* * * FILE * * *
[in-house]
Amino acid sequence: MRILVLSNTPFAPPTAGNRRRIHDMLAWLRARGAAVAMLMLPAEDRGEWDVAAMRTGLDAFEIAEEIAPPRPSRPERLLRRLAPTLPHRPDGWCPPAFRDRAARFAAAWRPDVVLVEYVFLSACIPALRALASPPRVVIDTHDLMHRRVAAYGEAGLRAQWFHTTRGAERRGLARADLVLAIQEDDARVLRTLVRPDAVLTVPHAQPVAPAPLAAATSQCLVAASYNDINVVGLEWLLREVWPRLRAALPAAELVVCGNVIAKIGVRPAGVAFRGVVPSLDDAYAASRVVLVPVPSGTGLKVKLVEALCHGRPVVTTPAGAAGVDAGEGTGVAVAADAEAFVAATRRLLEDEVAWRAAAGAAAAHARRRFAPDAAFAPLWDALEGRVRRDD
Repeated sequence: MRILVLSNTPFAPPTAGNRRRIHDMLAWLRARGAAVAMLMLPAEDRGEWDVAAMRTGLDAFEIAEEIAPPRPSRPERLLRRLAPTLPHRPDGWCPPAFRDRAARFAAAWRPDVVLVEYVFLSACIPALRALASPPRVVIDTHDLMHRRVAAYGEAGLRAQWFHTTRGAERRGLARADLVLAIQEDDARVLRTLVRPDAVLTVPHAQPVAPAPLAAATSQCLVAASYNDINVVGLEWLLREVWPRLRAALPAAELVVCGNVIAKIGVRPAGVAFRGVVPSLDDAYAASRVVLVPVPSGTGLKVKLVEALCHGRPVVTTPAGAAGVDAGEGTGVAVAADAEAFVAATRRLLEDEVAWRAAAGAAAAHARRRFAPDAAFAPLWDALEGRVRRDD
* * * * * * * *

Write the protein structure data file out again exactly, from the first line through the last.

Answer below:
[in-house]
Amino acid sequence: MRILVLSNTPFAPPTAGNRRRIHDMLAWLRARGAAVAMLMLPAEDRGEWDVAAMRTGLDAFEIAEEIAPPRPSRPERLLRRLAPTLPHRPDGWCPPAFRDRAARFAAAWRPDVVLVEYVFLSACIPALRALASPPRVVIDTHDLMHRRVAAYGEAGLRAQWFHTTRGAERRGLARADLVLAIQEDDARVLRTLVRPDAVLTVPHAQPVAPAPLAAATSQCLVAASYNDINVVGLEWLLREVWPRLRAALPAAELVVCGNVIAKIGVRPAGVAFRGVVPSLDDAYAASRVVLVPVPSGTGLKVKLVEALCHGRPVVTTPAGAAGVDAGEGTGVAVAADAEAFVAATRRLLEDEVAWRAAAGAAAAHARRRFAPDAAFAPLWDALEGRVRRDD
Repeated sequence: MRILVLSNTPFAPPTAGNRRRIHDMLAWLRARGAAVAMLMLPAEDRGEWDVAAMRTGLDAFEIAEEIAPPRPSRPERLLRRLAPTLPHRPDGWCPPAFRDRAARFAAAWRPDVVLVEYVFLSACIPALRALASPPRVVIDTHDLMHRRVAAYGEAGLRAQWFHTTRGAERRGLARADLVLAIQEDDARVLRTLVRPDAVLTVPHAQPVAPAPLAAATSQCLVAASYNDINVVGLEWLLREVWPRLRAALPAAELVVCGNVIAKIGVRPAGVAFRGVVPSLDDAYAASRVVLVPVPSGTGLKVKLVEALCHGRPVVTTPAGAAGVDAGEGTGVAVAADAEAFVAATRRLLEDEVAWRAAAGAAAAHARRRFAPDAAFAPLWDALEGRVRRDD